Sakuma, S. et al., 2008, Drilling and logging results of USDP-4; penetration into the volcanic conduit of Unzenvolcano, Japan. Journal of Volcanology and Geothermal Research, v. 175, p. 1-12.

Thursday, September 10, 2009

Speaking well

I won't touch on the political parts of the President's speech Wednesday night (or the fallout from adults not being able to behave like adults, on both sides), but I do want to write about the way in which it was delivered.

Public speaking is a big part of being a geologist, whether you're talking to a lab section, lecturing to a class full of hundreds of people, or giving a talk at a conference. One of the things that my professors and other mentors have stressed, many times, is the importance of speaking well - and that doesn't just mean being able to intelligently discuss your subject material, it means making it interesting. I could be talking about a volcanic eruption, which is one of the most flashy and exciting processes that goes on in geology, but if I gave the talk in a boring way, it would leach all the excitement right out of it.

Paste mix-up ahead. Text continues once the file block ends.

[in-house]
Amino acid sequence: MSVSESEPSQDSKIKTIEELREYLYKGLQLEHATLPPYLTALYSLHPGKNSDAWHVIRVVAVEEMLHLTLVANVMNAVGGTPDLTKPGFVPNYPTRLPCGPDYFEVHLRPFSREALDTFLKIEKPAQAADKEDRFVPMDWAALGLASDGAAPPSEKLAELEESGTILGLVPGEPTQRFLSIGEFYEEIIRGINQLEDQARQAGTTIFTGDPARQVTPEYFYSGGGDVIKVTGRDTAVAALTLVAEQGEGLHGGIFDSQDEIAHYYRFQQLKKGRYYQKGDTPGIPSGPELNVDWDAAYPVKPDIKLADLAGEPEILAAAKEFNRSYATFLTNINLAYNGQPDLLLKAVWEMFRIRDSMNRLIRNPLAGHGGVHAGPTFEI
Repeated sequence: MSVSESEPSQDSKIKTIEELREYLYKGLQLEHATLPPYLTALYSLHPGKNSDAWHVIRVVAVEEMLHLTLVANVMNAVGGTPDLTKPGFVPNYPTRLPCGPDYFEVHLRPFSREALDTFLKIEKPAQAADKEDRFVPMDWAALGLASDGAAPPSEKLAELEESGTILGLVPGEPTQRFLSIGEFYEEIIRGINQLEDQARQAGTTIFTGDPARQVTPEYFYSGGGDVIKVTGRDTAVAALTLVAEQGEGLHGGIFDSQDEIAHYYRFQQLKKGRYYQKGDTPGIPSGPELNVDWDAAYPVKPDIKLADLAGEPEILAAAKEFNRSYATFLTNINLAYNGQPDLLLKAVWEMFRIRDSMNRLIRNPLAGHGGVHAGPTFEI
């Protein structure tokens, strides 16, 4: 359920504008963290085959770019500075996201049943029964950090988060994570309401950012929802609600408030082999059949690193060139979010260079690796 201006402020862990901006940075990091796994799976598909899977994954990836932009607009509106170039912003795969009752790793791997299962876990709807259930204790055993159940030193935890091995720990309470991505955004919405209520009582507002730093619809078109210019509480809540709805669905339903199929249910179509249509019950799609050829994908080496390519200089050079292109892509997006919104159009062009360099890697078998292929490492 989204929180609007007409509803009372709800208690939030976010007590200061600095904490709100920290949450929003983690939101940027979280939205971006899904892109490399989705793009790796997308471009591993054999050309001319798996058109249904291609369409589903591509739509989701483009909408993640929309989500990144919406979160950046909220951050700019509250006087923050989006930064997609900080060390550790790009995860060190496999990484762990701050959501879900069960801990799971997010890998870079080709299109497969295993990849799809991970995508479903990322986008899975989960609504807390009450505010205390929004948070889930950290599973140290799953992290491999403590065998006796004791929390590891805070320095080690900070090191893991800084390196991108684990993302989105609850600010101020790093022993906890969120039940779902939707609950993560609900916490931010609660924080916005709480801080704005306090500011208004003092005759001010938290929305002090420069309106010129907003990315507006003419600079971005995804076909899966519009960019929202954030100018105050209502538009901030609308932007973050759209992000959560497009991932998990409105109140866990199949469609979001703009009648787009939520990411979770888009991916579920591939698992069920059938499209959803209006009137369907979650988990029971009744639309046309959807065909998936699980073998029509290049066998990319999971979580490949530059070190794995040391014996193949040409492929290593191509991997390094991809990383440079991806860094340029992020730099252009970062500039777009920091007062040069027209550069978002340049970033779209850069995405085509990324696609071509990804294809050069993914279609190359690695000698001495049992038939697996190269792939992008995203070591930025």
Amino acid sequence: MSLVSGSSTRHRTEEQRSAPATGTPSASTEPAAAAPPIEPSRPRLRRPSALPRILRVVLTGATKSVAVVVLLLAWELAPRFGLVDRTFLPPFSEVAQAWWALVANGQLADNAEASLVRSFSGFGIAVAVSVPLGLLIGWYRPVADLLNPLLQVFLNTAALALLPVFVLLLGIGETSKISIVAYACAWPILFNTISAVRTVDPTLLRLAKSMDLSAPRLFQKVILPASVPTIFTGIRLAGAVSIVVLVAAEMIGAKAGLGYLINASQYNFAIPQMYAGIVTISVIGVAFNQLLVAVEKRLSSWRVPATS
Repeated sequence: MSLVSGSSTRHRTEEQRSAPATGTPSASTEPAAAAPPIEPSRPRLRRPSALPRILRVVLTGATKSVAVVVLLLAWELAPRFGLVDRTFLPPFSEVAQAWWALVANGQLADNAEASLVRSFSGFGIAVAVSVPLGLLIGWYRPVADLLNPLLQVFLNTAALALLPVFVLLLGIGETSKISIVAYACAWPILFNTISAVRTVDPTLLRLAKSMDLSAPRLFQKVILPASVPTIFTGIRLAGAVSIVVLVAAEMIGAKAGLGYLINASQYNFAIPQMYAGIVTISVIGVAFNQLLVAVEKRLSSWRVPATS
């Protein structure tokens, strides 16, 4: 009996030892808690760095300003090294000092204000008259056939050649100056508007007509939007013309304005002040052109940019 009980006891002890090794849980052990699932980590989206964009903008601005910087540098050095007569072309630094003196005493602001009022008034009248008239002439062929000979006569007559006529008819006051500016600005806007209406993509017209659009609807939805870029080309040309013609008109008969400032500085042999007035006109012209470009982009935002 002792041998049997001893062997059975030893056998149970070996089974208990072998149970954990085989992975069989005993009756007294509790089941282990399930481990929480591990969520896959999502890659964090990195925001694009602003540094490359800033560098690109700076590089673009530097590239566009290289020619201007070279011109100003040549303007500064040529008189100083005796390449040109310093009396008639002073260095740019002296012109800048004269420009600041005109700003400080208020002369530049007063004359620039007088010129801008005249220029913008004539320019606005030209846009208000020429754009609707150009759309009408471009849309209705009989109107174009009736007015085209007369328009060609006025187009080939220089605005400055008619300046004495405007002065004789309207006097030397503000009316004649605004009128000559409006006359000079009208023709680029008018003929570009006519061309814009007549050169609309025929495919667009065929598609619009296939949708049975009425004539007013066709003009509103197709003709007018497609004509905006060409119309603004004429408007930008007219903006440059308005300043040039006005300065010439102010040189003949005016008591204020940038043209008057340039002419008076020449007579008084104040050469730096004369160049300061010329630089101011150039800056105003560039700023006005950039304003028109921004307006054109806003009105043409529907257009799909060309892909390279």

Because I think President Obama's address was an excellent example of rhetoric, I'm going to use him as a guide to good speaking techniques. (NOTE: This doesn't necessarily mean that I remember and use all of these techniques when I'm speaking - I still get nervous during class presentations, and I have a number of bad habits I could get rid of. But I know what I can work on, and these are good examples of those things.) You can bring up videos of Obama's recent health care speech to see what I'm talking about, as well as videos of the other people I mention.